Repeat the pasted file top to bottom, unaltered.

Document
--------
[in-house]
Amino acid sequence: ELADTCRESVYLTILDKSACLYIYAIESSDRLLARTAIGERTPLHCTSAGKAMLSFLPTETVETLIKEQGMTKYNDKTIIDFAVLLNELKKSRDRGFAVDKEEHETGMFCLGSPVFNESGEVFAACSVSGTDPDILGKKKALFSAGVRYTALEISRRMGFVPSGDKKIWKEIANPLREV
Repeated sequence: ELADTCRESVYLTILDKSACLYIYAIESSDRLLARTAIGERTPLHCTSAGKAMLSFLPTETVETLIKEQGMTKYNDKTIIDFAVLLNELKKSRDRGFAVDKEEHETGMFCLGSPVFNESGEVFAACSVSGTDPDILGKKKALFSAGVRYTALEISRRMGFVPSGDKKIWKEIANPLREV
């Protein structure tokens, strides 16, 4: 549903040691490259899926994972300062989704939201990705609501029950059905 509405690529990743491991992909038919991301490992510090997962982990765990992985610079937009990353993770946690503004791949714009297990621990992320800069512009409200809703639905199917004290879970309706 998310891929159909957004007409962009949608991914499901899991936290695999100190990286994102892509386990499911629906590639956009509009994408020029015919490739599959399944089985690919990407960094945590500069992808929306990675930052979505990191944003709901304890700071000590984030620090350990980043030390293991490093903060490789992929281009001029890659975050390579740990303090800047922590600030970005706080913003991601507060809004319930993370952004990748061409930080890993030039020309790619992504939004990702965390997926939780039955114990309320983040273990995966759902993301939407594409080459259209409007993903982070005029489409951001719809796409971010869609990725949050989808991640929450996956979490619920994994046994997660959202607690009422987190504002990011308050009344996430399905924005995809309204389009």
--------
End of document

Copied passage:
[in-house]
Amino acid sequence: ELADTCRESVYLTILDKSACLYIYAIESSDRLLARTAIGERTPLHCTSAGKAMLSFLPTETVETLIKEQGMTKYNDKTIIDFAVLLNELKKSRDRGFAVDKEEHETGMFCLGSPVFNESGEVFAACSVSGTDPDILGKKKALFSAGVRYTALEISRRMGFVPSGDKKIWKEIANPLREV
Repeated sequence: ELADTCRESVYLTILDKSACLYIYAIESSDRLLARTAIGERTPLHCTSAGKAMLSFLPTETVETLIKEQGMTKYNDKTIIDFAVLLNELKKSRDRGFAVDKEEHETGMFCLGSPVFNESGEVFAACSVSGTDPDILGKKKALFSAGVRYTALEISRRMGFVPSGDKKIWKEIANPLREV
């Protein structure tokens, strides 16, 4: 549903040691490259899926994972300062989704939201990705609501029950059905 509405690529990743491991992909038919991301490992510090997962982990765990992985610079937009990353993770946690503004791949714009297990621990992320800069512009409200809703639905199917004290879970309706 998310891929159909957004007409962009949608991914499901899991936290695999100190990286994102892509386990499911629906590639956009509009994408020029015919490739599959399944089985690919990407960094945590500069992808929306990675930052979505990191944003709901304890700071000590984030620090350990980043030390293991490093903060490789992929281009001029890659975050390579740990303090800047922590600030970005706080913003991601507060809004319930993370952004990748061409930080890993030039020309790619992504939004990702965390997926939780039955114990309320983040273990995966759902993301939407594409080459259209409007993903982070005029489409951001719809796409971010869609990725949050989808991640929450996956979490619920994994046994997660959202607690009422987190504002990011308050009344996430399905924005995809309204389009």